Bluford v. Canada, 32 F. Supp. 707 (W.D. Mo. 1940)

US District Court for the Western District of Missouri - 32 F. Supp. 707 (W.D. Mo. 1940)
April 6, 1940

32 F. Supp. 707 (1940)


No. 42.

District Court, W. D. Missouri, Central Division.

April 6, 1940.

*708 Charles H. Houston, of Washington, D. C., L. Amasa Knox, Charles H. Calloway, James H. Herbert, and Carl R. Johnson, all of Kansas City, Mo., and Sidney R. Redmond, of St. Louis, Mo., for plaintiff.

Nick T. Cave, of Columbia, Mo., Kenneth Teasdale, of St. Louis, Mo., and William S. Hogsett, of Kansas City, Mo., for defendant.

COLLET, District Judge.

To the petition herein defendant interposed a motion to dismiss on the ground that facts necessary to the relief sought are not stated.

Plaintiff, a negro citizen of Missouri, on January 1st, 1939, and again in August, 1939, duly applied to defendant, Registrar of the University of Missouri, for admission to that institution as a student in the graduate school of journalism. The defendant as Registrar was in complete charge of all registration and admission. Admittance to the University was refused plaintiff by defendant upon the ground that she was a negro. In doing so defendant was carrying out the rules and regulations of the statutory governing body of the University, the Curators of the University of Missouri. The University of Missouri is the only state educational institution in Missouri where graduate instruction in journalism may be obtained. Such instruction is there available to students of the white race. By this action in each of the two counts plaintiff seeks $10,000 in damages from defendant personally for his action in refusing her admittance to the University.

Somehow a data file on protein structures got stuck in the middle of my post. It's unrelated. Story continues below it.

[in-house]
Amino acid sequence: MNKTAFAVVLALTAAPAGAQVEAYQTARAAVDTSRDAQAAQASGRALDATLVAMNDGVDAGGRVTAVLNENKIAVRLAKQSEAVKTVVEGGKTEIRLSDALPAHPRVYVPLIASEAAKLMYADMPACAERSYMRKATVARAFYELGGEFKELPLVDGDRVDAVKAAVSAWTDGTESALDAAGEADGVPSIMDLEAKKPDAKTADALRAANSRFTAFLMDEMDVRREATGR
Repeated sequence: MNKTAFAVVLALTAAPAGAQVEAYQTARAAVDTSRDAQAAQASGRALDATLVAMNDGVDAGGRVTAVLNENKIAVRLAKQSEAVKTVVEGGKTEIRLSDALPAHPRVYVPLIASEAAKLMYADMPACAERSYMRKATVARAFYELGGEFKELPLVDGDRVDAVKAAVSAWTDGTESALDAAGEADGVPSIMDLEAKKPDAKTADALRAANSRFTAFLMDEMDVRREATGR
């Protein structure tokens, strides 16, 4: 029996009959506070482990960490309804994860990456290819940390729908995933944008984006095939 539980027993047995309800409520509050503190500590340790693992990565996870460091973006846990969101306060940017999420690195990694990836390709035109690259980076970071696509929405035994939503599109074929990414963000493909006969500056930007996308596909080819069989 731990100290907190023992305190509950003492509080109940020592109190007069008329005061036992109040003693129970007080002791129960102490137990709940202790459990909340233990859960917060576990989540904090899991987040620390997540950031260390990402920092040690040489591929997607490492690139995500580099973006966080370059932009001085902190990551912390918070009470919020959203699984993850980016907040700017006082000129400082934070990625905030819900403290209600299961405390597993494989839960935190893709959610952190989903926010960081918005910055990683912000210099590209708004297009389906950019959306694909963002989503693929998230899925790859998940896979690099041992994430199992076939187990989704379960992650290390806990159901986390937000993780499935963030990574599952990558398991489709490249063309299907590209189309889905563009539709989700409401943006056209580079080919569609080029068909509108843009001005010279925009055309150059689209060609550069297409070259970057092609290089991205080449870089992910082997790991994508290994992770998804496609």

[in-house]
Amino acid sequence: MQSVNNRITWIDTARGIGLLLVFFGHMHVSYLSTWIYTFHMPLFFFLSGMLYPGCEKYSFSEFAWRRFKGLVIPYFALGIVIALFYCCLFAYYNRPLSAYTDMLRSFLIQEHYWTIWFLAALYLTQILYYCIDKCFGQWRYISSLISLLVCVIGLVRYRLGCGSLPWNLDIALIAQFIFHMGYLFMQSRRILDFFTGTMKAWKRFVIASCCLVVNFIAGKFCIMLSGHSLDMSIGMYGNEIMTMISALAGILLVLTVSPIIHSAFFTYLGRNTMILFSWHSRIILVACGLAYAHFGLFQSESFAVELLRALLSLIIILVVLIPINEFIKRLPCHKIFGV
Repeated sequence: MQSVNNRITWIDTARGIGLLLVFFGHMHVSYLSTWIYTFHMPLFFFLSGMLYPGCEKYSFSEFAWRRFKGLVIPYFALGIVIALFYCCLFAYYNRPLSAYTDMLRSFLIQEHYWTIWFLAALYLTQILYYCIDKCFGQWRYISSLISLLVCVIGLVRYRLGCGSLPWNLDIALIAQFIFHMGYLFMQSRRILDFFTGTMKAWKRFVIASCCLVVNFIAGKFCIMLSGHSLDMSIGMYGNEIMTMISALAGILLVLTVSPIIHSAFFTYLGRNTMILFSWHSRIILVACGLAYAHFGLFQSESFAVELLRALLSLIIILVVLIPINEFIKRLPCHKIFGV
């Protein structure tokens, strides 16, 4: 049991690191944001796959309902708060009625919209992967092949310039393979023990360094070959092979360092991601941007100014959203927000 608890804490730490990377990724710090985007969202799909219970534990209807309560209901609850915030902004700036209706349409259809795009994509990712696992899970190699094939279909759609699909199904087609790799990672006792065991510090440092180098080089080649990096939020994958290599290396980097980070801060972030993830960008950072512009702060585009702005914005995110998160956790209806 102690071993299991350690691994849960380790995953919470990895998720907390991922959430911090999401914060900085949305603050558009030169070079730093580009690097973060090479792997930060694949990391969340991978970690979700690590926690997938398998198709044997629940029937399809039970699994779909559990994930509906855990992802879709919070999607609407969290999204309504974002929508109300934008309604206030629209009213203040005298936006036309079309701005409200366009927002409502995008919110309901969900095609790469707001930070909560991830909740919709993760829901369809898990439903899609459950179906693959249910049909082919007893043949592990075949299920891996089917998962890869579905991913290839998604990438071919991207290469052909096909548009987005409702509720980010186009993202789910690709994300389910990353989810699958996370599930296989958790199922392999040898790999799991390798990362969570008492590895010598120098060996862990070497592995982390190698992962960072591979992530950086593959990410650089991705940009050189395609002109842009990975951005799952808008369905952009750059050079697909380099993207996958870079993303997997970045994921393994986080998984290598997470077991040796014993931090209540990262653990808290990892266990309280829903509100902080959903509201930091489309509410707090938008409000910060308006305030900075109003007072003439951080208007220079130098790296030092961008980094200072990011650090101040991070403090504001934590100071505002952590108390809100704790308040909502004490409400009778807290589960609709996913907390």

The action is based on Section 1 of the Fourteenth Amendment to the Constitution of the United States,[1] and Section 43, Title *709 8, U.S.C.A.[2] Jurisdiction of this court is derived from the second clause of subdivision (1) and subdivision (14), of Section 41, Title 28 U.S.C.A.[3]

Missouri has followed the policy of segregating the white and colored races in its public schools.[4] Pursuant to that policy it has built and maintains Lincoln University, a state university for negro students. Prior to the decision in the Gaines case[5] the governing body of Lincoln University was charged with the discretionary duty of providing an opportunity to negro students for instruction and training "up to the standard furnished at the University of Missouri."[6] Subsequent to the decision of the Supreme Court in the Gaines case the Legislature has made that duty mandatory.[7]

In substance the petition states that defendant knew that graduate instruction was not offered at Lincoln University or elsewhere in Missouri except at the University of Missouri upon either of the dates she applied for admission to the University of Missouri; that, therefore, she was entitled under the equal protection clause to admission to the only institution in Missouri at which such instruction was available; that defendant denied her that constitutional right, for which denial she has been given a cause of action against defendant personally by Sec. 43 Title 8, U.S.C.A., supra.